NPTrekker MeetUp Nov 2019
We had a healthy RSVP list for our scheduled November MeetUp at the Falkland Gardens on the waterfront of Gosport. On the morning of the meet, I checked the forecast again, because the night before a rain storm was forecast. Sure enough, the rain storm was still approaching so the difficult decision to postpone the meetup was made to great disappointment. Luckily, half a dozen members were able to make the following week. The date came with no forecast of rain so we met up near the dry fountain, just a stones throw from the taxi rank and bus station.
Jason and I arrived at the fountain with the hope of displaying our bright red MeetUp banner. The wind was so strong that we couldn’t even take it out of the protective carrier bag. We would have surely lost our only marketing prop in a second if we tried to display it. So we set up our tripods and cameras so that we were clearly visible as photographers. Jason suggested that we should stand under a street light rather than the dark bench, but somehow I managed to argue that we shouldn’t make it too easy for the NPTrekkers.
Our group slowly built up near the fountain as we got to know each other and check out all the different camera systems. As soon as we were together, we moved closer to the waterfront near the clock tower on the Gosport sea defence.
My composition aim was to bring the spires of the two towers closer together. Even at my tripod’s highest setting with the centre column raised fully the spires were too different. One option would have been to back off several meters, this would have required a severe crop to achieve a similar sized clock. This would have affected the final image, especially if I want to make a large print. Luckily, I looked behind me and spotted a foot high wall. It was impossible to fit all three tripod feet onto the wall, but at one point there was a litter bin which I managed to put my third tripod foot on. Although I had achieved an extra foot in height I was limited in my left and right so the two towers were closer than I would have liked. However, a square crop has helped the composition to be more visually appealing.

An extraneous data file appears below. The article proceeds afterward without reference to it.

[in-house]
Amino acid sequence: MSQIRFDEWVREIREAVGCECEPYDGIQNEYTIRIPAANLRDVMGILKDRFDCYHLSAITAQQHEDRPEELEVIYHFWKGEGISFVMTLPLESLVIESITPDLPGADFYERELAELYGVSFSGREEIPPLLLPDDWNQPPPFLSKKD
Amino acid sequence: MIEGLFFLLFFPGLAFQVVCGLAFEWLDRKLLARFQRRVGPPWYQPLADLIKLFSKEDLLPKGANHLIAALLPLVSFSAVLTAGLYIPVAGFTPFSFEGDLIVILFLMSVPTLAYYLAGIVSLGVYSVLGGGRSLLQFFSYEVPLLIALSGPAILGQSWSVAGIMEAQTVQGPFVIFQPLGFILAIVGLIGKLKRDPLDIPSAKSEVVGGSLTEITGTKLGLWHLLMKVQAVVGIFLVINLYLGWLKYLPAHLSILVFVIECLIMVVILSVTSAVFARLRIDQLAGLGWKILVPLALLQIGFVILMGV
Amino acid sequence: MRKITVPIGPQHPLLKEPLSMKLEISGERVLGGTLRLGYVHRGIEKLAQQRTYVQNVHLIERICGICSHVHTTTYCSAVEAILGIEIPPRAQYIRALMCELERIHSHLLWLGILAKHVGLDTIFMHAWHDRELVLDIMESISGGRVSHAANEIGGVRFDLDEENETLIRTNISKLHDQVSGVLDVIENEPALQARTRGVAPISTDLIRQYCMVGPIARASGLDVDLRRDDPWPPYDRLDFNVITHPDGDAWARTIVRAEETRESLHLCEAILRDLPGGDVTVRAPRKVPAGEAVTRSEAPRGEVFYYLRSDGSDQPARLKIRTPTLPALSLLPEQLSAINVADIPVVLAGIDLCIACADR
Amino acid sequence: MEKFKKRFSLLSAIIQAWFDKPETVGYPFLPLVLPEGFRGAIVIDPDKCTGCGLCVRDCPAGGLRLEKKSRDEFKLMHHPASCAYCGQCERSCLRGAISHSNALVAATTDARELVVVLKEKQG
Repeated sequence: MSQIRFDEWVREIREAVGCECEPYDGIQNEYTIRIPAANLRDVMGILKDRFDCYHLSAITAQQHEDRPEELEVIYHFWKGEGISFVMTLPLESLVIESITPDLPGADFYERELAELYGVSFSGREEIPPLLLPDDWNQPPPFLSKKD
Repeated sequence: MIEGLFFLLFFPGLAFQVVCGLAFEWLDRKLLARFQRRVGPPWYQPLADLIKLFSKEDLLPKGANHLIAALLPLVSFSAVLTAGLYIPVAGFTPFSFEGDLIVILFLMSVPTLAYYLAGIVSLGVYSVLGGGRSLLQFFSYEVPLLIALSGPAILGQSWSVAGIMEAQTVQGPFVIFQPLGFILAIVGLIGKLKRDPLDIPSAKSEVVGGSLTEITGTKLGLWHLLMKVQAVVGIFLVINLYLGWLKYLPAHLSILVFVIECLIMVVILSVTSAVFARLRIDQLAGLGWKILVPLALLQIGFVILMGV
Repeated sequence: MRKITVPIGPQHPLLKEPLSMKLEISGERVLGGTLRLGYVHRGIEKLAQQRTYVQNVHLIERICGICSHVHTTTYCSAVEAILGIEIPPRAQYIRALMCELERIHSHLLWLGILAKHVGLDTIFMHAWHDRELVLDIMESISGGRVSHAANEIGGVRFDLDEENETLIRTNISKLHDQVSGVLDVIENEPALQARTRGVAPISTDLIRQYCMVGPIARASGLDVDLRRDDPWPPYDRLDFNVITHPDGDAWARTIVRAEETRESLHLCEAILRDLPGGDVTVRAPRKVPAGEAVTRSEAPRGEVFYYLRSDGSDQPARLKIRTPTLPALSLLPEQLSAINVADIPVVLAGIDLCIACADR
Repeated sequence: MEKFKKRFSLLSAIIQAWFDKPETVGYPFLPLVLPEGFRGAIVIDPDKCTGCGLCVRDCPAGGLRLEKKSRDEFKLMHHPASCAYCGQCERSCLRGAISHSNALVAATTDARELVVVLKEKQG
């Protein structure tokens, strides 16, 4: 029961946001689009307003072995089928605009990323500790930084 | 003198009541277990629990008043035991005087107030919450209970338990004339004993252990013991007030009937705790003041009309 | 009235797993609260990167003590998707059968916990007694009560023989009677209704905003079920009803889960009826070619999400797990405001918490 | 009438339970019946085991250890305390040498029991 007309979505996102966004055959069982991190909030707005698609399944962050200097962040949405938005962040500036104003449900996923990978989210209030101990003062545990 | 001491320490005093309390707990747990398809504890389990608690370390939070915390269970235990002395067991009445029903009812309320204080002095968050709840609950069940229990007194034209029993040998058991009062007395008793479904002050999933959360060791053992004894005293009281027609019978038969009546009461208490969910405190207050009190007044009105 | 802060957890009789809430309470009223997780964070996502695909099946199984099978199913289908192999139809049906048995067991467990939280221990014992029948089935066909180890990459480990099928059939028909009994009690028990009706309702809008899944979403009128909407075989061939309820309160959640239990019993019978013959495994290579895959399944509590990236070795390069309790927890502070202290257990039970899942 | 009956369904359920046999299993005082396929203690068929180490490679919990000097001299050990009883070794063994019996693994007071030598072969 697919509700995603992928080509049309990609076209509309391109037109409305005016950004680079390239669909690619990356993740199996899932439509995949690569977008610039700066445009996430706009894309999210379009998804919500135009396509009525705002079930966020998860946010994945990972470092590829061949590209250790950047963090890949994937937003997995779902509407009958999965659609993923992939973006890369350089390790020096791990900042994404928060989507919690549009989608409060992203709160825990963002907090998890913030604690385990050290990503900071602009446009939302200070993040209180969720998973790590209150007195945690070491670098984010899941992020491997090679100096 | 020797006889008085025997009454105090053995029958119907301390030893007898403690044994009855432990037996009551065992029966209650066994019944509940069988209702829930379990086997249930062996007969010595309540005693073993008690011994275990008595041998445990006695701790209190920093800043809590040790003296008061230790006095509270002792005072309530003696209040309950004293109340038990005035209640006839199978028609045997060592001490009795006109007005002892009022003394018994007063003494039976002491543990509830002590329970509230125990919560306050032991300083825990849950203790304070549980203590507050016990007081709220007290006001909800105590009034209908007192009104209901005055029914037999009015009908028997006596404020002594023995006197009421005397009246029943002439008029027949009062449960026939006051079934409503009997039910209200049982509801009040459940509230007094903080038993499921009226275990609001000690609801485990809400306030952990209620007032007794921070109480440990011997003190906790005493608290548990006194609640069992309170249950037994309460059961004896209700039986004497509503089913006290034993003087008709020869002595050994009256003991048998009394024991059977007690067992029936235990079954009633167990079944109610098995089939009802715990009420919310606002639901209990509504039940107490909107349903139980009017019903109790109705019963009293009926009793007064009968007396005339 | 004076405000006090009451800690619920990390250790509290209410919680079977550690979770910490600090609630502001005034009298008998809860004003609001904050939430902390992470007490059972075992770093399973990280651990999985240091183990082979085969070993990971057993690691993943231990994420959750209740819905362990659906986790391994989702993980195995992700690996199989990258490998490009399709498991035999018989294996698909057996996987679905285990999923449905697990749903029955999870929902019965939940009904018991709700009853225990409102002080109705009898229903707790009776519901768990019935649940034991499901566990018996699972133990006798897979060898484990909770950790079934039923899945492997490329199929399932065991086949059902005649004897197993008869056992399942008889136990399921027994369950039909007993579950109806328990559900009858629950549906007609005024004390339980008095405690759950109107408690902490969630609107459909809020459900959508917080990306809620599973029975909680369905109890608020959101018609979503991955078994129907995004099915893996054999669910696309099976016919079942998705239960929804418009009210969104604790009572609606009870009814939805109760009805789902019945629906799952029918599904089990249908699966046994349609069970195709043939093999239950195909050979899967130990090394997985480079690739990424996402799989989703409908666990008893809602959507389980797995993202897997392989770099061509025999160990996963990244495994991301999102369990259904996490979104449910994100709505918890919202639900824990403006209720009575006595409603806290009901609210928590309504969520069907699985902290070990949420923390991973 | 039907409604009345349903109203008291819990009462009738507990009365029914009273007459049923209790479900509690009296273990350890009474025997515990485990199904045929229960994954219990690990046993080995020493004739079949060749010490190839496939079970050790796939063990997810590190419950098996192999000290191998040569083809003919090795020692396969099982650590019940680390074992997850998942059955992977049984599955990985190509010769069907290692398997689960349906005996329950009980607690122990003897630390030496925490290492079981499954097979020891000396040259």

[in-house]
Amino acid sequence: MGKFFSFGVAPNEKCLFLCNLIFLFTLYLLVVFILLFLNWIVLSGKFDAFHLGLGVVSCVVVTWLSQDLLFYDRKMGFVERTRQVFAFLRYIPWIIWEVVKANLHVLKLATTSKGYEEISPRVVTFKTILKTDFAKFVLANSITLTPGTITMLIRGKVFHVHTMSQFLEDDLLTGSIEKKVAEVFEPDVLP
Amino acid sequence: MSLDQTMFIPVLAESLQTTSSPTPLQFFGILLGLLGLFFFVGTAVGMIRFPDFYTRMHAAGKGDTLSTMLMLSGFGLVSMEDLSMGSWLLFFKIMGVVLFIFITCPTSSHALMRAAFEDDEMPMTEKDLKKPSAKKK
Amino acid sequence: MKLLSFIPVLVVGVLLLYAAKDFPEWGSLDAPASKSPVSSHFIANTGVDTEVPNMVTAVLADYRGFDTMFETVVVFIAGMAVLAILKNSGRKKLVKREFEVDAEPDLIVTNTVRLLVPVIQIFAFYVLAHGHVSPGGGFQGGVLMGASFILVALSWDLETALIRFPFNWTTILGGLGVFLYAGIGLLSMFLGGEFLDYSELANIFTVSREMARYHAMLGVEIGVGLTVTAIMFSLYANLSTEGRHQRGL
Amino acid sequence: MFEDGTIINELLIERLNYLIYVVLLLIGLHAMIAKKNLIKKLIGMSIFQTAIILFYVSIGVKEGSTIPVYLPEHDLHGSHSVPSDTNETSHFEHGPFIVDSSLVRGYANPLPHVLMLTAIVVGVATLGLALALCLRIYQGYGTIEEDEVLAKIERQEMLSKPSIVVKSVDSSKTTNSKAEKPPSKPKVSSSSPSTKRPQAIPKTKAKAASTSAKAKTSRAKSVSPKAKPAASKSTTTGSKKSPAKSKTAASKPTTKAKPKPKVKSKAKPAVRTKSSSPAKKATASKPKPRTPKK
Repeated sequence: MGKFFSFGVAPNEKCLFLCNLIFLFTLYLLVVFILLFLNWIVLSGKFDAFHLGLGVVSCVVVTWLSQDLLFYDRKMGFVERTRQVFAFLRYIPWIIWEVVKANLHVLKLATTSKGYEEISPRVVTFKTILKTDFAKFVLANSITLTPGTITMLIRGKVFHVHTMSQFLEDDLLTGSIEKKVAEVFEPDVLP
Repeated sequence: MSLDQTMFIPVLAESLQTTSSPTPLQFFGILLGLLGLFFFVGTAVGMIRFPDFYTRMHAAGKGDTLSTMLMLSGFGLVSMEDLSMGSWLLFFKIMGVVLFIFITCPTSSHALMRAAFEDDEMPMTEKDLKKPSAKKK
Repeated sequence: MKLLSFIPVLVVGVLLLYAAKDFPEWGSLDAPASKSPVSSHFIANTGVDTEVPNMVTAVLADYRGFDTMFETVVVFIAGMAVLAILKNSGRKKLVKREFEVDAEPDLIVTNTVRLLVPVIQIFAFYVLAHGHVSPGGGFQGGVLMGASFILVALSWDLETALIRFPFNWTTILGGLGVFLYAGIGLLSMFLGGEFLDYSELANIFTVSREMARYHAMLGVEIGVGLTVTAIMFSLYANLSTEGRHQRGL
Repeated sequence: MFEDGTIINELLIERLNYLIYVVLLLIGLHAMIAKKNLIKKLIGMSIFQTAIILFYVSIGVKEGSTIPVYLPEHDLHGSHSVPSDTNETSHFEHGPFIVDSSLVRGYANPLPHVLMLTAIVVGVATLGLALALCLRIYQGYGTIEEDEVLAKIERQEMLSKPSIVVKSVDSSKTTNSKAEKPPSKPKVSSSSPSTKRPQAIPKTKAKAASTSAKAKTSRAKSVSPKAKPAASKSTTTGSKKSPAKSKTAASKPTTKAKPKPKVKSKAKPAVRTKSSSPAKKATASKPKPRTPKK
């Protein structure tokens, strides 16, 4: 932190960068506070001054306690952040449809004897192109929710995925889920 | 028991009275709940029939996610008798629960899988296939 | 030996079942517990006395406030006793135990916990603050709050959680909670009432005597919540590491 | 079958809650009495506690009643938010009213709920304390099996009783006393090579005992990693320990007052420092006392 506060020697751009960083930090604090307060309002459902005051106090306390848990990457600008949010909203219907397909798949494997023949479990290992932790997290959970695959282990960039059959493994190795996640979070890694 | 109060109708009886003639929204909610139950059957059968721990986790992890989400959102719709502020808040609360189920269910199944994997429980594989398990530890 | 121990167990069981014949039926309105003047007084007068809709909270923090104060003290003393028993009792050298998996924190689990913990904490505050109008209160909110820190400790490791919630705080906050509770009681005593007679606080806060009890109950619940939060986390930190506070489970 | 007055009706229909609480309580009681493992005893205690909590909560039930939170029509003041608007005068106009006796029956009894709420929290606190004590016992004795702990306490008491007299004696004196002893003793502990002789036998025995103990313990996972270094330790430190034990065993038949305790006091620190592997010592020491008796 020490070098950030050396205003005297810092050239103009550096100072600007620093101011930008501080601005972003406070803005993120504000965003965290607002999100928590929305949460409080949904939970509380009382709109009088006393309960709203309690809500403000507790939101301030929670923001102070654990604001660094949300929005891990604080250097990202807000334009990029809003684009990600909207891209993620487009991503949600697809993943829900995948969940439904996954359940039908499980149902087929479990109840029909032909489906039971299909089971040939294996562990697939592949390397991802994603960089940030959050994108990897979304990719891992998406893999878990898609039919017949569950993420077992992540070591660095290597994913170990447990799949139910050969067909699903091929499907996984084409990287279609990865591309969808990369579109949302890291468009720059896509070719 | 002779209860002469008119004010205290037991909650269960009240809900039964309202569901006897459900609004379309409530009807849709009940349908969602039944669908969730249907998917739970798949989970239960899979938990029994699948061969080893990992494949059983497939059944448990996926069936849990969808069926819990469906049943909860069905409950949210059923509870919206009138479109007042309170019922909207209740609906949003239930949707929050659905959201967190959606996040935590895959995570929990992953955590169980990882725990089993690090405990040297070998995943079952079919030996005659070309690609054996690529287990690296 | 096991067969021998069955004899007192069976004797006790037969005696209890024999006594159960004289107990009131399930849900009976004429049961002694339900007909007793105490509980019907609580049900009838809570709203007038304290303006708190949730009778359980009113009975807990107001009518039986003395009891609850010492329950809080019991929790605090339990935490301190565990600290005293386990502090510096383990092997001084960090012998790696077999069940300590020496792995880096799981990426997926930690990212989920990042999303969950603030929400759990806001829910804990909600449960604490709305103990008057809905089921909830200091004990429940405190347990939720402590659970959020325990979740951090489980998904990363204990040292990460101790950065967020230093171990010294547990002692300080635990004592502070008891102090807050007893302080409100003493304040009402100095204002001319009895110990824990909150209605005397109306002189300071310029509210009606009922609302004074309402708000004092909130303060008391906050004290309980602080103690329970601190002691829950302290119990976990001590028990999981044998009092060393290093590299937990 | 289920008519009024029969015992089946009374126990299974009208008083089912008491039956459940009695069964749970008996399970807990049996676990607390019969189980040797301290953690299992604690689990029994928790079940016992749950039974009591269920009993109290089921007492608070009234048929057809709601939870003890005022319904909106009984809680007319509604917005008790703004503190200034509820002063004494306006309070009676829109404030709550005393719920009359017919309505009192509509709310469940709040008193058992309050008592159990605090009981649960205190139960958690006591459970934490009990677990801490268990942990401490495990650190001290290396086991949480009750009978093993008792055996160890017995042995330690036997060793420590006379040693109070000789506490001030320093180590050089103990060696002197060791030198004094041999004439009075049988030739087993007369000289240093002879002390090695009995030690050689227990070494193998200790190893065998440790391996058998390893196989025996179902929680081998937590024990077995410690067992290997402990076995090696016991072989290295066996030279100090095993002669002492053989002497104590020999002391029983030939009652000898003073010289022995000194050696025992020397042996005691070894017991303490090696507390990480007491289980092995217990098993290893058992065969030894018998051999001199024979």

The lighting on the Gosport ferry couldn’t be worse for photography. The lower deck is filled with brilliant white light. Practically, it serves a purpose, but for night photography it is best to try and avoid it. However a shorter exposure time (4 seconds) retains a bit of shape. In fact, I think the ferry adds a dynamic of movement to the scene. Can’t wait to try again with some magic cloth technique.
Apart from the learning aspects of a photography group, security is another huge benefit. Half a dozen adults with heavy tripods is a fairly safe evening for everyone. Anyone with shady intentions would be crazy to approach such a group. However we were approached by a stocky stranger in a high-vis security vest. I thought he was part of the group because he had a tripod also, but it was just coincidence that he wanted to photograph the Spinnaker tower too. He naturally fitted in as we got chatting about night photography. He was a beginner photographer with a Nikon. I explained why I though Night photography was so beneficial to beginner photographers because you learn your camera in the dark. You get to know where all the buttons are by feel. This is a huge leap in developing camera skills because it means you can watch a scene rather than having to look at your camera. The security man was ex-military Bomb disposal who used photography to help with PTSD. He also appreciated how photography had got him out to meet interesting people.
After some time at the clock tower, we made our way towards the Millennium Time-space Sundial that sits between the 2 residential towers on the waterfront.
Chas: “Gopsort borough council has built a massive sundial”.
Dave: “What a waste of money! How can you tell the time at night?”
Chas: “Don’t worry about that, they put a light on it!”
Opposite the sundial is a Jetty with wooden decking and randomly lit streetlamps. AT the end of the Jetty is an uninterrupted view of the Spinnaker tower. At least it is uninterrupted between the coming and going of freight ships and cross channel ferries.